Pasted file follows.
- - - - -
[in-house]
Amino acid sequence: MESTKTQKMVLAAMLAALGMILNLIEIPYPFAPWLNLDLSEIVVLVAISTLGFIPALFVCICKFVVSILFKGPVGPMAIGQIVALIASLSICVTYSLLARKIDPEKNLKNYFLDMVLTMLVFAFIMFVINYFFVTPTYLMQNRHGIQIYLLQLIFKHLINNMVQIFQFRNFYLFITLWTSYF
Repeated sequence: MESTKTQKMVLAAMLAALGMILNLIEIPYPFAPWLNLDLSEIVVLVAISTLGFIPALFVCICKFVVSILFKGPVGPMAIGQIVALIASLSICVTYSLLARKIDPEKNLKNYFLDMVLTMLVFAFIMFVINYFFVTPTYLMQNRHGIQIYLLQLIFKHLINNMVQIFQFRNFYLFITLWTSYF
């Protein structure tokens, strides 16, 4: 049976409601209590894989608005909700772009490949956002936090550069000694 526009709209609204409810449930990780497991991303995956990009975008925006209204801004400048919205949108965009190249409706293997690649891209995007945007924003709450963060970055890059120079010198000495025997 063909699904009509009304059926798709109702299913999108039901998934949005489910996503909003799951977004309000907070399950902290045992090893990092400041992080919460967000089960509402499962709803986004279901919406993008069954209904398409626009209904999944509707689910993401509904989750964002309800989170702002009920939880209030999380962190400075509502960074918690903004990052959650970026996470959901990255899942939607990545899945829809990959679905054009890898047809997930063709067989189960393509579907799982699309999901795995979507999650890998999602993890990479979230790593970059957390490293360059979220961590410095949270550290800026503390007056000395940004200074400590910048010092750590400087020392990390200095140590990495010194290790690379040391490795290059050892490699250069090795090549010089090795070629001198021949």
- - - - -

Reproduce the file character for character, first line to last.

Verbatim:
[in-house]
Amino acid sequence: MESTKTQKMVLAAMLAALGMILNLIEIPYPFAPWLNLDLSEIVVLVAISTLGFIPALFVCICKFVVSILFKGPVGPMAIGQIVALIASLSICVTYSLLARKIDPEKNLKNYFLDMVLTMLVFAFIMFVINYFFVTPTYLMQNRHGIQIYLLQLIFKHLINNMVQIFQFRNFYLFITLWTSYF
Repeated sequence: MESTKTQKMVLAAMLAALGMILNLIEIPYPFAPWLNLDLSEIVVLVAISTLGFIPALFVCICKFVVSILFKGPVGPMAIGQIVALIASLSICVTYSLLARKIDPEKNLKNYFLDMVLTMLVFAFIMFVINYFFVTPTYLMQNRHGIQIYLLQLIFKHLINNMVQIFQFRNFYLFITLWTSYF
């Protein structure tokens, strides 16, 4: 049976409601209590894989608005909700772009490949956002936090550069000694 526009709209609204409810449930990780497991991303995956990009975008925006209204801004400048919205949108965009190249409706293997690649891209995007945007924003709450963060970055890059120079010198000495025997 063909699904009509009304059926798709109702299913999108039901998934949005489910996503909003799951977004309000907070399950902290045992090893990092400041992080919460967000089960509402499962709803986004279901919406993008069954209904398409626009209904999944509707689910993401509904989750964002309800989170702002009920939880209030999380962190400075509502960074918690903004990052959650970026996470959901990255899942939607990545899945829809990959679905054009890898047809997930063709067989189960393509579907799982699309999901795995979507999650890998999602993890990479979230790593970059957390490293360059979220961590410095949270550290800026503390007056000395940004200074400590910048010092750590400087020392990390200095140590990495010194290790690379040391490795290059050892490699250069090795090549010089090795070629001198021949």